Hydraulic Motion Control

The market for powder compacting press equipment is highly competitive, with machine manufacturers vying for market share using a variety of cost/performance options. Original equipment manufacturers (OEMs) succeed by reducing costs, adding features, increasing productivity, or combining all three. A case in point is Precision Compacting Technologies of Bentonville, AR.


The market for powder compacting press equipment is highly competitive, with machine manufacturers vying for market share using a variety of cost/performance options. Original equipment manufacturers (OEMs) succeed by reducing costs, adding features, increasing productivity, or combining all three.

A case in point is Precision Compacting Technologies of Bentonville, AR. The company got its start re-building presses from other manufacturers and has been building its own presses since 1999. Its strategy with its newest line, called the Hydra Chief, is to use best-in-class PC-based motion-control tools to provide world-class capabilities is less expensive machines.

Precision Compacting's customers produce items such as carbide cutting and mining tools, transmission and gear components for heavy equipment or automotive applications, and energy-absorbing ceramic products for armor applications. Its machines range in capacity from 15 to 1,200 tons of pressure (the largest is 20 ft tall and weighs 100,000 lbs).


Hydraulic system diagram shows how the motion controller connects to the motion axes. Source: ABB

Planning a new machine

When Precision's executives began planning a new machine that was to go into production in 2005, they didn't want to break new technological ground. They sought to improve on the technologies incorporated in older presses by making proven modular design modifications. The “smart” machine they developed used a multi-axis electro-hydraulic motion controller and PC working together to replace the PLC-based control systems of the past.

The PLC systems worked satisfactorily, but the new PC-based system works better in function and performance. New strengths contributed by the use of the PC architecture include support for networking, flexible/expandable data storage for parts “recipe” management and data acquisition, and an operating environment that enables the hosting of powerful/flexible operator interfaces.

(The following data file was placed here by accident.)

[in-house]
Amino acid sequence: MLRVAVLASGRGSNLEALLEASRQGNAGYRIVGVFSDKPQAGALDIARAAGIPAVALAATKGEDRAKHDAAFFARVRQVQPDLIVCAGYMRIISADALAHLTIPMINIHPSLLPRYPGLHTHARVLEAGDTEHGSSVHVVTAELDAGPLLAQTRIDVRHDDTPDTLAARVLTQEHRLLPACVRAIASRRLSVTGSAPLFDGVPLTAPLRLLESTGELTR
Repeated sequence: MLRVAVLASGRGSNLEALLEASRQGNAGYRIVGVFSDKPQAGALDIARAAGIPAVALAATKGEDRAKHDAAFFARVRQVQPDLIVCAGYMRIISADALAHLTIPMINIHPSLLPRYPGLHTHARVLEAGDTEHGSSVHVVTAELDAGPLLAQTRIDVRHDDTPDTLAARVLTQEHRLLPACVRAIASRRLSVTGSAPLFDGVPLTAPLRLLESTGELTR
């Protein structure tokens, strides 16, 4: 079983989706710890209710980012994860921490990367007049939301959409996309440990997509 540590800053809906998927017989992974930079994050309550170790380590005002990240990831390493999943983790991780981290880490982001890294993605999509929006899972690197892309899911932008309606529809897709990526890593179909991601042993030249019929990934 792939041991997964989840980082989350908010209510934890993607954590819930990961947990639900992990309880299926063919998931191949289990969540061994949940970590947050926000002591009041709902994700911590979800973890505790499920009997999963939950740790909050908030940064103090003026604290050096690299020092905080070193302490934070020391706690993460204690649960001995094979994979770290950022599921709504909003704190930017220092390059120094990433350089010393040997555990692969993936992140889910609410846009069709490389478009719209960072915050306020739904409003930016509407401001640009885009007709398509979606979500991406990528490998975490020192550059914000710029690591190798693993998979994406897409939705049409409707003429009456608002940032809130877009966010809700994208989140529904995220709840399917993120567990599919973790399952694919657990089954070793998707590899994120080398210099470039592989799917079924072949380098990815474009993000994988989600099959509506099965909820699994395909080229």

Precision Compacting used the PC's networking interconnectivity in the new machine to provide two network interfaces: Ethernet for connection to Precision's customers' plant-wide networks, enabling remote monitoring of machine processes; and Profibus as an expansion fieldbus to add machine options to the press.

Precision's engineers see Profibus as more robust than Ethernet, making the addition of optional robotics subsystems virtually a “plug-and-play” operation. For example, in some applications, Precision uses a pick-and-place robot to unload the system and weigh parts coming out of the press. Then another robot stacks the parts on a pallet. A laser module can also be added to measure the dimensions of production parts.

Using dynamic product weight and size information from these systems, the machine automatically adjusts and tunes itself to optimize the process. Although presses from international manufacturers can do this, Precision says it can do it for a fraction of the cost.

When selecting a motion controller to operate the Hydra Chief's hydraulics, Precision wanted maximum functionality from one compact motion controller module. The controller would need special capabilities, such as the ability to control applied pressure to drive hydraulic axes smoothly. The machine designer also wanted one controller that was easy to program and tune, and could coordinate the motion of multiple axes simultaneously.

After evaluating alternatives, Precision's engineers chose the RMC100 motion controller from Delta Computer Systems Inc., Vancouver, WA. “It stood out as the hydraulic motion control leader,” said Precision Compacting President Bill Fergus.

Coordinating five axes

The typical compacting press has five axes of motion. The upper and lower compression rams are position- and pressure-controlled. The powder filling shoe and the side punches require only position control (see diagram). The side punches, which are used in conjunction with the upper and lower rams, ensure that even powder density is maintained within multi-level parts.